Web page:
Archaeology and Empire

Milecastle 39, Hadrian's Wall. The Roman frontier in northern Britain provided a model for the 'North-West Frontier' of British India

The archaeology of colonial and imperial situations

The Great Pyramid of Cholula. A major religious centre at the time of the Azrec empire, now topped with the Spanish colonial Church of Our Lady of Remedies

Archaeology as a discipline has been strongly shaped by empires. Many of the ‘great discoveries’ of early archaeology related to empires of antiquity, and at the same time involved participants in more modern empires. More recently, the impact of postcolonialism upon archaeology has been profound, but can archaeologists escape the imperial legacy – particularly if they study Assyrian, Roman, Aztec, or other imperial cultures?

This research network will explore these distinct but overlapping themes: the contributions that archaeology can make to the study of past empires, and the role of imperialism in the practice of archaeology over recent centuries.

These themes can be united by considering the role that material culture – and the study of material culture – plays in colonial and imperial situations. This network can therefore encompass questions relating to particular kinds of complex society as well as fundamental issues of archaeological epistemology.

Key questions upon which we will focus are:

  • What makes an empire? In what ways are different ancient empires comparable?
  • How can cross-cultural studies of empires contribute to a fuller understanding of complex social organisations?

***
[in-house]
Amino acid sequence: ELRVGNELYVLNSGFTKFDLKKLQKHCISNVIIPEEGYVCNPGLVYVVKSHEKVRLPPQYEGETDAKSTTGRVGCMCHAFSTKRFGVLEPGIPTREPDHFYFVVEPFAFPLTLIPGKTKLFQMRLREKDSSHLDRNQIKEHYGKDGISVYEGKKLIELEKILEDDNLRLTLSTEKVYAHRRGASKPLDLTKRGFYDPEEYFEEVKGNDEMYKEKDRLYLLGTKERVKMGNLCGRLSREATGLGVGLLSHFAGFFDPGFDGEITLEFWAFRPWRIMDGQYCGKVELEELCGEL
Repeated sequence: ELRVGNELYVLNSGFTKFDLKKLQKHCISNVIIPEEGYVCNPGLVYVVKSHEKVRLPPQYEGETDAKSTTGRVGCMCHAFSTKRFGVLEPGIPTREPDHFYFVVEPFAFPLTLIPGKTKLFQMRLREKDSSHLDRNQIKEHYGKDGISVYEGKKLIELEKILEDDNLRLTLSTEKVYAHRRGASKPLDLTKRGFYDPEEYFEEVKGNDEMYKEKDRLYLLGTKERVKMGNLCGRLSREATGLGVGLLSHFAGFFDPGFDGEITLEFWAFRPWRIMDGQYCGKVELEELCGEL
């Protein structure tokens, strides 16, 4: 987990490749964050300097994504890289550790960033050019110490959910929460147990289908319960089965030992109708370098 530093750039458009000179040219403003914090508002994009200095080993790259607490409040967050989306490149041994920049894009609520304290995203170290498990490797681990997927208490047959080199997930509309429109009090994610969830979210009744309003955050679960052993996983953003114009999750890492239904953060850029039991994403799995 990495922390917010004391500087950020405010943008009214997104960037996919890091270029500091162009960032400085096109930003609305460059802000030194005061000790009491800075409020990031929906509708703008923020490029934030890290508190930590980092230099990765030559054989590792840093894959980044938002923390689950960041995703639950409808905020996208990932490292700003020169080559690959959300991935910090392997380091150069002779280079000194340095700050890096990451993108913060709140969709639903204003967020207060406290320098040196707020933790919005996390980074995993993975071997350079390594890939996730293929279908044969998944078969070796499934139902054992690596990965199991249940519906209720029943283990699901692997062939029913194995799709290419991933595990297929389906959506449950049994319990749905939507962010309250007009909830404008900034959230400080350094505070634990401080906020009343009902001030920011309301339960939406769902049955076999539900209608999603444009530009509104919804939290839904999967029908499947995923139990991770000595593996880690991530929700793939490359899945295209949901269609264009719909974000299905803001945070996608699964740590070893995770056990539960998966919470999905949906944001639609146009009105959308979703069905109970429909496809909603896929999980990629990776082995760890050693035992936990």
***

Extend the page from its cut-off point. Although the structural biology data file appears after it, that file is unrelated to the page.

• Are ancient and modern empires fundamentally different? How have archaeologists working within the latter shaped our understanding of the former?
  • What theoretical frameworks are most useful/appropriate for the study of ancient empires?
  • What are the implications of postcolonial theory for archaeology in general, and for the archaeology of empires in particular?
  • Does globalization perpetuate imperial conditions, as a framework for archaeological interpretation?
  • What is the future of archaeological practice in a postcolonial and globalized world?

Related outputs

The outline schedule for activities and outputs is:

  • Year 1: Institute of Archaeology workshop with position papers to establish network internally (this is planned for May). Establish a network website.
  • Year 2: Research seminar series on ‘Archaeological interpretation in colonial and postcolonial situations’. Prepare grant applications for conference and satellite workshops in Yr. 3. Potential for co-authored paper(s).
  • Year 3: Major conference on Archaeology and Imperialism, mixing major themes. Conference and satellite workshops could involve an international range of scholars.
  • Year 4: Research seminar series on ‘The archaeology of imperial societies’ (including contemporary archaeological approaches to modern examples). Submission of papers from conference and seminars during this year for...
  • Year 5: Editing and publication of a significant edited volume drawing from conference and seminars.

Network Co-ordinator:

Network Members:


Further information:

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